Thanks Mitch. My observation is that scientists, engineers, technical people, and consultants are often very good at pointing out what might go wrong. The problem is leaders don’t know how to leverage that talent.
Over the years, these folks have frustrated me, but as indicated, the problem is mine.
There are people who aren’t committed to do what is best. They are saboteurs. We can put them in a separate catagory.
I have found lately that if you are the person who may bring up possible issues with an idea then you are considered negative or not a team player. How can one be this person without being looked as someone not on board?
Wow! This is a great question, Missy. Perhaps one thing to consider is how to convince people that you are committed to moving the agenda forward. Sometimes people who point out what won’t work come off as obstructionists. How might you let people know that you align with organizational objectives? (If you don’t agree with vision/objectives, look for new employment.)
One thing that shifted my thinking was learning that people I thought were foot draggers were simply trying to find a way forward.
One final idea. Have a reputation for getting things done.
If I may – a lot of this problem can be dealt with simply by balancing your approach. Negative Nellie asks “What makes you think that’s going to work?” While someone who is aligned with organizational objectives might say “That’s great, so what will our response be if (this) happens? Could we maybe have a backup approach that looks like (this)?”
I work with Miss Nellie every day and she only complains – never offers a solution and always takes the above first approach. It’s exhausting! She brings up very good points, but I flinch every time she opens her mouth. I do go to her because I’m interested in her perspective, but it costs me every time I do.
It’s great to be that person, but if you don’t want people to flinch or pull away from you gain a reputation for not only pointing out possible problems but also being committed to offering possible solutions as well.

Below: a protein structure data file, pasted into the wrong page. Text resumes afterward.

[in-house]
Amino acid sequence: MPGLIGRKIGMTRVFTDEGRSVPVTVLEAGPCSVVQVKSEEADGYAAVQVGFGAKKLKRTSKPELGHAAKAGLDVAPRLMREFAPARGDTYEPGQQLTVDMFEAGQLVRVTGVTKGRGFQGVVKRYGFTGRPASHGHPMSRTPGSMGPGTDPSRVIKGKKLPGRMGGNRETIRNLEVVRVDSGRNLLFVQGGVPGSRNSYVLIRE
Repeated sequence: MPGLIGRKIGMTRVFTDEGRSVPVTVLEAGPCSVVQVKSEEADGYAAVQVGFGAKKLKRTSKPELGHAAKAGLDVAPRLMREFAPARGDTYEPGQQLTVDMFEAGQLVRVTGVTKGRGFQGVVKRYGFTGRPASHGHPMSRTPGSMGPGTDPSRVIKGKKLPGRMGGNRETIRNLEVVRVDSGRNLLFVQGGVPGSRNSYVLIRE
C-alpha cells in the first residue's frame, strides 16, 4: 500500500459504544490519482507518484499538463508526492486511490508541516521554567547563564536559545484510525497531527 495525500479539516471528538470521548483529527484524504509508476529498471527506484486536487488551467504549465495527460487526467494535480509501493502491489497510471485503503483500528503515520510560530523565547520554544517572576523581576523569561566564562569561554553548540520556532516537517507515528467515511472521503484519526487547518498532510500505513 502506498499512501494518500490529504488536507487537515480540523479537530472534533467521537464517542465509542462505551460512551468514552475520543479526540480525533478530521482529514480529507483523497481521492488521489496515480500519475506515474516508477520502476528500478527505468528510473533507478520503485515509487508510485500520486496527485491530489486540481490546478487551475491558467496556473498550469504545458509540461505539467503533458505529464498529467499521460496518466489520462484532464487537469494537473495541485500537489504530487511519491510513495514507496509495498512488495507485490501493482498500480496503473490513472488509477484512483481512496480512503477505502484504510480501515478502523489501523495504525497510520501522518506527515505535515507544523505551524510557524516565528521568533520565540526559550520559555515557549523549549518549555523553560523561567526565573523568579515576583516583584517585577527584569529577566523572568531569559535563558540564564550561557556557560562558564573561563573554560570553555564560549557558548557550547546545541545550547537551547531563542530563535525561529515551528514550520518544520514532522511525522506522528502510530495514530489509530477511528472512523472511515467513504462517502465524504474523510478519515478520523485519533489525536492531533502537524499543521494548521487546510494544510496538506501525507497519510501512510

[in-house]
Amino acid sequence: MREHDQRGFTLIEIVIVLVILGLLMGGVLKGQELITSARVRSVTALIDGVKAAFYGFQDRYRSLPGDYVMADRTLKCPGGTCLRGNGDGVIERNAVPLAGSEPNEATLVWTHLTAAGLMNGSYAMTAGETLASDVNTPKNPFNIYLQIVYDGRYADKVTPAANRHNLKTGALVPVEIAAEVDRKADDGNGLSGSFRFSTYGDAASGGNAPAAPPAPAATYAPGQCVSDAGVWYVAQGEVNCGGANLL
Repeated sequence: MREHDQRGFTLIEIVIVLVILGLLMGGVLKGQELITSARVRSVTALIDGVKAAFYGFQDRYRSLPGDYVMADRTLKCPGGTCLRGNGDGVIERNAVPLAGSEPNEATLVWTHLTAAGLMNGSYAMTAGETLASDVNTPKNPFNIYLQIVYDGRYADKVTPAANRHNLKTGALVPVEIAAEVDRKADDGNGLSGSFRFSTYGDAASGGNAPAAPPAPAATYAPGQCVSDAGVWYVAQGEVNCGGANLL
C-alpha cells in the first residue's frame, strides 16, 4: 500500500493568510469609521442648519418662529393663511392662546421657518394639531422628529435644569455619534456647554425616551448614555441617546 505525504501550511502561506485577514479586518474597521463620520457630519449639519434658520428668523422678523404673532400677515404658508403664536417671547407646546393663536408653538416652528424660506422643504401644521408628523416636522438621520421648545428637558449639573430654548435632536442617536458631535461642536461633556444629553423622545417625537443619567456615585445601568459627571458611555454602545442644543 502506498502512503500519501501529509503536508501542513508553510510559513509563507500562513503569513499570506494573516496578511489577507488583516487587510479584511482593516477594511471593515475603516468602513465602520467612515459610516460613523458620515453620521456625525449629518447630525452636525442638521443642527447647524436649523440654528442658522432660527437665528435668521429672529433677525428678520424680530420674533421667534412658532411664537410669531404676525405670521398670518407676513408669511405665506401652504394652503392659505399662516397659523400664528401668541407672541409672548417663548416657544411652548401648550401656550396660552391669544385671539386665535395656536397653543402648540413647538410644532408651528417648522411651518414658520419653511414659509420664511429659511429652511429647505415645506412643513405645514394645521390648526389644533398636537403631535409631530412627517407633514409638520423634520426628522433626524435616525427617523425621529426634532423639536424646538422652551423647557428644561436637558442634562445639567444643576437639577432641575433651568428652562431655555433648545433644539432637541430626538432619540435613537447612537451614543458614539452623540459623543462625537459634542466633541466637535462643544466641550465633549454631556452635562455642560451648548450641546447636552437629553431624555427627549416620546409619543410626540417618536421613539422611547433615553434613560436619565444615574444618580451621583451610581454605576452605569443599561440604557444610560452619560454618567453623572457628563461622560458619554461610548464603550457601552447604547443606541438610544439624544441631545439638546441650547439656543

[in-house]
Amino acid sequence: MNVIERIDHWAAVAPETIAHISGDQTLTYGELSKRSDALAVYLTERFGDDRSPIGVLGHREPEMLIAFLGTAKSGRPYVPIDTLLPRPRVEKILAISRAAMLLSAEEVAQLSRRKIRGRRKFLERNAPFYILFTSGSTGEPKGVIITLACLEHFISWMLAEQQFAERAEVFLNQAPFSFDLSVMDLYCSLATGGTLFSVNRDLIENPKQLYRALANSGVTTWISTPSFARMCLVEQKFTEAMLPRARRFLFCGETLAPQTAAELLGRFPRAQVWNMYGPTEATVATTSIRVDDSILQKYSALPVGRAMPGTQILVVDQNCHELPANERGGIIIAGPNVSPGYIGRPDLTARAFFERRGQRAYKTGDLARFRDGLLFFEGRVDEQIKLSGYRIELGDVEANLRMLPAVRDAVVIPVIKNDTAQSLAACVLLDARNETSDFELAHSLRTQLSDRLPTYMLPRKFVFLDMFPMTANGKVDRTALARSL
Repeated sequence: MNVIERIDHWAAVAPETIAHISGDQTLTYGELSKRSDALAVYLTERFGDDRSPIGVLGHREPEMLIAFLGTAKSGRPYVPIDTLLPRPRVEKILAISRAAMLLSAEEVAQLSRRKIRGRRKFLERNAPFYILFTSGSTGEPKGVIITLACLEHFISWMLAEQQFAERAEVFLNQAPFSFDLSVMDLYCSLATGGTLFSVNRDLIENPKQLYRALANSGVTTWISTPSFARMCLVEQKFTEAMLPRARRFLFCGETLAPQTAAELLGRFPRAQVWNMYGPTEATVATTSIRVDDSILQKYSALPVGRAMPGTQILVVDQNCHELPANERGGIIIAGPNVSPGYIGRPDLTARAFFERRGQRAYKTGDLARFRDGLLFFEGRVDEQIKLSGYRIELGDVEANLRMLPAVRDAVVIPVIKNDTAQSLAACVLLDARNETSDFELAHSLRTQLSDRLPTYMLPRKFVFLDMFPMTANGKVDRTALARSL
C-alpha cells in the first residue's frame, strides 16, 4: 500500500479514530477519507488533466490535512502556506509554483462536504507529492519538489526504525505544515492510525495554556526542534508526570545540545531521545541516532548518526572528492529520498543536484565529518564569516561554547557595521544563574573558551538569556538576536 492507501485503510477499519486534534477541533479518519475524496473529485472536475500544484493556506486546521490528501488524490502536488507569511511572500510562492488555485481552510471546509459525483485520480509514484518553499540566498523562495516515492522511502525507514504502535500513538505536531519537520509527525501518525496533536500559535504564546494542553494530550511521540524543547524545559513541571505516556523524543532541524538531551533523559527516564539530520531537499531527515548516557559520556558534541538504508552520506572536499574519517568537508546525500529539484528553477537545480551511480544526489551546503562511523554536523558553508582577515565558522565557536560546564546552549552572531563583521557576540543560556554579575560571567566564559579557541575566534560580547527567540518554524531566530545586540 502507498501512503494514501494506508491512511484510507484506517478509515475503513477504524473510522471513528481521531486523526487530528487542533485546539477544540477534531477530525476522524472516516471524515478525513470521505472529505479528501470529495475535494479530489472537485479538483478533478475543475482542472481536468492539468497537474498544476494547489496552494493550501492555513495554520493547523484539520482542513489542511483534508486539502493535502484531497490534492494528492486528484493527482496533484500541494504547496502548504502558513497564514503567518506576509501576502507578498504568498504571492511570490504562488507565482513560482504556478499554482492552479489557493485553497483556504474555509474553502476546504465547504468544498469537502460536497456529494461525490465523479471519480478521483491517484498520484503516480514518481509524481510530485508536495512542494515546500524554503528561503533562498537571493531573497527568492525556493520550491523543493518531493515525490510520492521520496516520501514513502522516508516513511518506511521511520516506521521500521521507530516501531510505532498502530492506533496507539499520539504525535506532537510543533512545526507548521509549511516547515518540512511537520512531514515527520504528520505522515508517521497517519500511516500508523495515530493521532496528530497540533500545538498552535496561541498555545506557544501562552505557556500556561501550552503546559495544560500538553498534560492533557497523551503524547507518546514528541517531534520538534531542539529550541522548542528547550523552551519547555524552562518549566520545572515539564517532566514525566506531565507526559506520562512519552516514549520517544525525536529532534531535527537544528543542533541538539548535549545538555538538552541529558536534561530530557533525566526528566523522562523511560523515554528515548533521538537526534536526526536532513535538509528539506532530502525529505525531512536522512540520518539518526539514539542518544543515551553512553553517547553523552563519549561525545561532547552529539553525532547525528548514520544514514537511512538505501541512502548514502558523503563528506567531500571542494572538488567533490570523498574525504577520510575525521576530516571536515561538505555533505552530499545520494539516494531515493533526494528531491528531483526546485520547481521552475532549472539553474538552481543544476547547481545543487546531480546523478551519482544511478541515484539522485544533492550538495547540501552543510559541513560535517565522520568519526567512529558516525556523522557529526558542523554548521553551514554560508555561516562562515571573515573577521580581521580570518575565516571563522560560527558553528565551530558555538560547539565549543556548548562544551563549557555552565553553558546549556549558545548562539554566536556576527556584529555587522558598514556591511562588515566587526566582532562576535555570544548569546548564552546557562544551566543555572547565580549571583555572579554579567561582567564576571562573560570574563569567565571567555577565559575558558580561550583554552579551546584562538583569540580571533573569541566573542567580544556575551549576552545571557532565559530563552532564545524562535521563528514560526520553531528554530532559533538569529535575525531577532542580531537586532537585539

Thanks Elizabeth. You observation about the perpetually negative is on point. It’s simple to solve, even if it might be hard to do.
Start by saying–“I like the idea but I have a few concerns regarding implementation.”
I enjoy using a phrase I once heard my brother use: be a ‘yes, if…’ person, not a ‘no, because…’ person. It creates a different energy around the effort that produces greater fruit. Similar to my friend who taught me to reframe what we were facing as ‘a challenge’ not ‘a problem’. The difference in someone’s response when you say ‘we have a challenge and I could use your help’ versus when you say ‘we have a problem…’ is noticeable. Happy Tuesday to you and all those ‘Yes, if…’ people out there! 🙂
Thanks for your practical suggestions, tavieallan. Very helpful. I think I’m going to write about this tomorrow.
Respect leaders who are talented at NOT screwing up. Skillful leaders anticipate failure until potential problems are resolved. I like this one, I’ve found that with enough experience one seems to have a gut feel as to what might fail and what might work. It’s like an athlete competing, they know what their body will do in at the particular time and they know how they can extend themselves to succeed.
Nicely said, Roger. Perhaps the challenge is helping the less experienced appreciate the voice of experience.
I love everything about this, the post and the comments about distinguishing between a critical thinker who wants to move the odds of success in her team’s favor, and the person who just doesn’t want to do anything.
I spent too much time in college and grad school playing war strategy games. I read some great advice. “Think your line is solid? Suggest that your opponent go refill his coffee cup, and sit in his chair. Look at his forces, then look at your line. All sorts of possibilities will come to mind.”
Love your post, I can’t simply go without leaving a comment. In facing ruining negative thoughts, we need to make sure of ourselves. We need to prioritize ourselves to be better and get rid of such thinkings. So let’s see some of the steps you can take to overtake your negative thoughts. Check this out When Trapped in My Thoughts: What to do with Negative Thinking
Hope this will help. Thanks.